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photo by Anthony C. Hubert, president of EuroJobs, an organization he established to promote efforts to raise the quality of working life and productivity in Europe. He was formerly Secretary-General of the European Association of National Productivity Centres. He writes regularly for this column.

Oldies' Productivity

That continental European countries' age pyramid is rapidly becoming top heavy is a cause of considerable concern for policy-makers; aging populations are an increasing burden on state budgets which pay not just their pensions but also their health and welfare services. With constantly increasing life expectancy and declining birthrates, the problem can only worsen unless significant action is taken. Nor are the prospects any better: Europe's birthrates are well below replacement levels and falling. In Spain and Italy they are now near the level when the population will halve in a single generation.

"Naturally, in knowledge societies where 'human capital' is the key factor, more education is important for longer productivity."

Such demographic changes imply a sharp rise in the "dependency burden," the number of active persons paying for the inactive, especially the retired — from 4:1 in 1963 to nearly 2:1 today — and a decline in potential economic growth by as much as half or more from the current 2.5% since an aging population has a negative impact on productivity. The overall result could be a fall in the European Union's (EU's) share of 'world gross product" from the current 18% to 10% by 2050.

Tight national budgetary situations are compounded by individuals spending more time up front on education and training, still paid for mainly by the state rather than the individual, and by more early retirements. Naturally, in knowledge societies where "human capital" is the key factor, more education is important for longer-term productivity. However, the early retirements clearly are not, especially when the state foots the bill to smooth labor market restructuring as a growing number of European companies, because of past "benign" industrial policies, have had to adapt to greater regional and global competition.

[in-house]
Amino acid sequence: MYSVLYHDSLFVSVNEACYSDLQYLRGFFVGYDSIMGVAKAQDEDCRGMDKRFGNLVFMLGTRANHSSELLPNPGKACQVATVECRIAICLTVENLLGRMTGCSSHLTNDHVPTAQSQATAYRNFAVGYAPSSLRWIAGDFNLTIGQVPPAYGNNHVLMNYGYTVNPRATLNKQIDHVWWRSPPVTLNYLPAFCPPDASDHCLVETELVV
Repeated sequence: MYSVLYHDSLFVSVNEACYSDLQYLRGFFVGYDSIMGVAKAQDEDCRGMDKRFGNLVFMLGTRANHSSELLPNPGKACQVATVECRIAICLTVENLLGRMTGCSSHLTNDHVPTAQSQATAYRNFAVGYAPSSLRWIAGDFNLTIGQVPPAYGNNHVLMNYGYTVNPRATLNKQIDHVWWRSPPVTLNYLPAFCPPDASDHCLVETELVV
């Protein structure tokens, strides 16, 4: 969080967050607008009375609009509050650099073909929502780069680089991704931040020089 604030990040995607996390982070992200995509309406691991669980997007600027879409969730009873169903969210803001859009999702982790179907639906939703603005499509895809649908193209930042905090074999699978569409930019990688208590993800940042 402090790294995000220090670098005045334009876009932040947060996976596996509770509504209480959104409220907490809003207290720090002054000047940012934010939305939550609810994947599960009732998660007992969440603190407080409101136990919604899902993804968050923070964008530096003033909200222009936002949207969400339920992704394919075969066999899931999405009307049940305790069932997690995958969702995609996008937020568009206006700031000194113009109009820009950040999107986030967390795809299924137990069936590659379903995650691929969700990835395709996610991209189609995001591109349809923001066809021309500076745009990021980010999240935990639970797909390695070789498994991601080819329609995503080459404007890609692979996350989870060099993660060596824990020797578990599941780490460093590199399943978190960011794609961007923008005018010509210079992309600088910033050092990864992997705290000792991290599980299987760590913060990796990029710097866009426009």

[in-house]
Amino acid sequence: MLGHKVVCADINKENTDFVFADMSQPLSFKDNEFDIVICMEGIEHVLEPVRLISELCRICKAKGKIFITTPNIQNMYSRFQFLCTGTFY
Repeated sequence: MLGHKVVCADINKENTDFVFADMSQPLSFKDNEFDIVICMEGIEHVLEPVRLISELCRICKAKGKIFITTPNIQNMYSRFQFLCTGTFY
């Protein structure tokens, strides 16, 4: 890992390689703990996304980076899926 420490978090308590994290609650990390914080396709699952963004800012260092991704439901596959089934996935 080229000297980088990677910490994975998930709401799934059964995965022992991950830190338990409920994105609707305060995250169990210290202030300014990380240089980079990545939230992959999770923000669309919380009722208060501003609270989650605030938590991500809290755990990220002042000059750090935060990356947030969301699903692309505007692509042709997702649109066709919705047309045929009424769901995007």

Since the taxpayer must pay for these policies, the youth are increasingly being asked to work for the leisure of the elderly without knowing whether there will be a sufficient number of workers to pay for their own retirement. In this respect, Europe is at a disadvantage when compared with the USA: in populations of roughly the same size, for every three Europeans aged between 25 and 34 there are four Americans (Developing Business Leaders for 2010 Conference Board). Options for tackling this problem-and there is no single policy solution- all demonstrate the essence of positive productivity development and the need to combine changes not just in knowledge and skills but also in attitudes. To resist significant change is clearly not an option; hard choices have to be made from "least bad" altematives. This is particularly so in the case of the EU which will have 100 million 'new' Europeans in 2004, most of whom are elderly. This raises a first policy option: importing significant numbers of migrant workers to make up for the shortfalls in labor.